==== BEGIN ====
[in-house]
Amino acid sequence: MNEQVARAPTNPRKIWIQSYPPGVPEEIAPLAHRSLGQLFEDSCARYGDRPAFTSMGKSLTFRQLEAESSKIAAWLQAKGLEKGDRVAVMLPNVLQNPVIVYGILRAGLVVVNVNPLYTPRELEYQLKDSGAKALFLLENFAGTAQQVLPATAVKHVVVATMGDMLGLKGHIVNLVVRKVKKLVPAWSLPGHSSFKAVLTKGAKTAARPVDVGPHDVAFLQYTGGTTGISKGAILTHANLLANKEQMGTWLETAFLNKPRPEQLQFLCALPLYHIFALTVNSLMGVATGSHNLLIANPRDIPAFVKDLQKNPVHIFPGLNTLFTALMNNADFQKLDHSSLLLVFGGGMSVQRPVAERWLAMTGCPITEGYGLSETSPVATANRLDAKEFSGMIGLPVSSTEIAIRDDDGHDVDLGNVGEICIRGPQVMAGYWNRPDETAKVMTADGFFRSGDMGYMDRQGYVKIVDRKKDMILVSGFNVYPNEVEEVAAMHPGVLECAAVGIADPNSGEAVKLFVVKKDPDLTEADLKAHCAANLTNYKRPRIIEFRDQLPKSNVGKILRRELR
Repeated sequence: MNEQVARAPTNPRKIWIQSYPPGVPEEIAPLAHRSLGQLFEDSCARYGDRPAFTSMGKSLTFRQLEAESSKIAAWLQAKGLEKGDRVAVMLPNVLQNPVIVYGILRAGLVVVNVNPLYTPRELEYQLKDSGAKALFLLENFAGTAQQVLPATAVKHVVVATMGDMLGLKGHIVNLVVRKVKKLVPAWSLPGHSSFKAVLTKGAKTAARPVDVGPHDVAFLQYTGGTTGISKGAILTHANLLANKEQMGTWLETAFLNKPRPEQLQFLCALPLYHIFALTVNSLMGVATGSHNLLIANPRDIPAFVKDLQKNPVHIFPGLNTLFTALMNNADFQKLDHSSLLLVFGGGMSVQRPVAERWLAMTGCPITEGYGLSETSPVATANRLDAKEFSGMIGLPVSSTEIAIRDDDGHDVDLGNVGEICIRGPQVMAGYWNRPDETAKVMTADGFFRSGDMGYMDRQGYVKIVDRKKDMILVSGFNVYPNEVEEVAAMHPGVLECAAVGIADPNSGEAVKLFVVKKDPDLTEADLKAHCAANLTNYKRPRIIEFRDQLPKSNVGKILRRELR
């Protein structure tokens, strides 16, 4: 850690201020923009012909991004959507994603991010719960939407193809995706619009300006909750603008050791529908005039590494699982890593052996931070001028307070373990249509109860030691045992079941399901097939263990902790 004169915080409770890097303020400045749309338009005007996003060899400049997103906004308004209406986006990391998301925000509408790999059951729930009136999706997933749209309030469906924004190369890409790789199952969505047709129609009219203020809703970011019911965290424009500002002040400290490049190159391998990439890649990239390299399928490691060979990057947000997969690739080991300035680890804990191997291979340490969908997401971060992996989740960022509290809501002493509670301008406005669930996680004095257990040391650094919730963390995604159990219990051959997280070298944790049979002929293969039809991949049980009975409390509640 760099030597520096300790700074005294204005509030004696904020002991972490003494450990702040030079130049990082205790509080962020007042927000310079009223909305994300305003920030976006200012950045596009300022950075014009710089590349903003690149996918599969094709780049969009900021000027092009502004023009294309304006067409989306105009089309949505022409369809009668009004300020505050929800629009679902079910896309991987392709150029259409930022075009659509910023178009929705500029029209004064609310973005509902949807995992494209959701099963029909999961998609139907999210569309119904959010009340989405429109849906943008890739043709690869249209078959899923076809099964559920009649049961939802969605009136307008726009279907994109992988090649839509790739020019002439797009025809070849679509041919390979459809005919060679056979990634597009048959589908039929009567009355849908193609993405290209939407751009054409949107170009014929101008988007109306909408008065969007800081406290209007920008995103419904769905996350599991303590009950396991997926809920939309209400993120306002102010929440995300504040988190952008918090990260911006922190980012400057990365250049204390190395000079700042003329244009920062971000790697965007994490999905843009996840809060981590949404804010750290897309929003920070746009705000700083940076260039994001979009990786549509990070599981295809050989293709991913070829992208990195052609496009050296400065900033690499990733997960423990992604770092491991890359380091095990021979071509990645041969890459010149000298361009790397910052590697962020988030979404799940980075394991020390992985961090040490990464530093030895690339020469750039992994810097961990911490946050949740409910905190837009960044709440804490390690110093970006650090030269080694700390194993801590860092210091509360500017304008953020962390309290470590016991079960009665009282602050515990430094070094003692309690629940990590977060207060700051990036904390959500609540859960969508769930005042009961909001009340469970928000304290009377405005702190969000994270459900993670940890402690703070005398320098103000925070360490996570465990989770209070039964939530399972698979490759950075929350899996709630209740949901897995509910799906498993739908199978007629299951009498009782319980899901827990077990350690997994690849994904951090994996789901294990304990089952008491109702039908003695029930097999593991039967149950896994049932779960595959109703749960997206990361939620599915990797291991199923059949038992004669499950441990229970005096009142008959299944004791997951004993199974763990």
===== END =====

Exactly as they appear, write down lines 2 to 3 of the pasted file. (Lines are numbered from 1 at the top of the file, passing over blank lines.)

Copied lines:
Amino acid sequence: MNEQVARAPTNPRKIWIQSYPPGVPEEIAPLAHRSLGQLFEDSCARYGDRPAFTSMGKSLTFRQLEAESSKIAAWLQAKGLEKGDRVAVMLPNVLQNPVIVYGILRAGLVVVNVNPLYTPRELEYQLKDSGAKALFLLENFAGTAQQVLPATAVKHVVVATMGDMLGLKGHIVNLVVRKVKKLVPAWSLPGHSSFKAVLTKGAKTAARPVDVGPHDVAFLQYTGGTTGISKGAILTHANLLANKEQMGTWLETAFLNKPRPEQLQFLCALPLYHIFALTVNSLMGVATGSHNLLIANPRDIPAFVKDLQKNPVHIFPGLNTLFTALMNNADFQKLDHSSLLLVFGGGMSVQRPVAERWLAMTGCPITEGYGLSETSPVATANRLDAKEFSGMIGLPVSSTEIAIRDDDGHDVDLGNVGEICIRGPQVMAGYWNRPDETAKVMTADGFFRSGDMGYMDRQGYVKIVDRKKDMILVSGFNVYPNEVEEVAAMHPGVLECAAVGIADPNSGEAVKLFVVKKDPDLTEADLKAHCAANLTNYKRPRIIEFRDQLPKSNVGKILRRELR
Repeated sequence: MNEQVARAPTNPRKIWIQSYPPGVPEEIAPLAHRSLGQLFEDSCARYGDRPAFTSMGKSLTFRQLEAESSKIAAWLQAKGLEKGDRVAVMLPNVLQNPVIVYGILRAGLVVVNVNPLYTPRELEYQLKDSGAKALFLLENFAGTAQQVLPATAVKHVVVATMGDMLGLKGHIVNLVVRKVKKLVPAWSLPGHSSFKAVLTKGAKTAARPVDVGPHDVAFLQYTGGTTGISKGAILTHANLLANKEQMGTWLETAFLNKPRPEQLQFLCALPLYHIFALTVNSLMGVATGSHNLLIANPRDIPAFVKDLQKNPVHIFPGLNTLFTALMNNADFQKLDHSSLLLVFGGGMSVQRPVAERWLAMTGCPITEGYGLSETSPVATANRLDAKEFSGMIGLPVSSTEIAIRDDDGHDVDLGNVGEICIRGPQVMAGYWNRPDETAKVMTADGFFRSGDMGYMDRQGYVKIVDRKKDMILVSGFNVYPNEVEEVAAMHPGVLECAAVGIADPNSGEAVKLFVVKKDPDLTEADLKAHCAANLTNYKRPRIIEFRDQLPKSNVGKILRRELR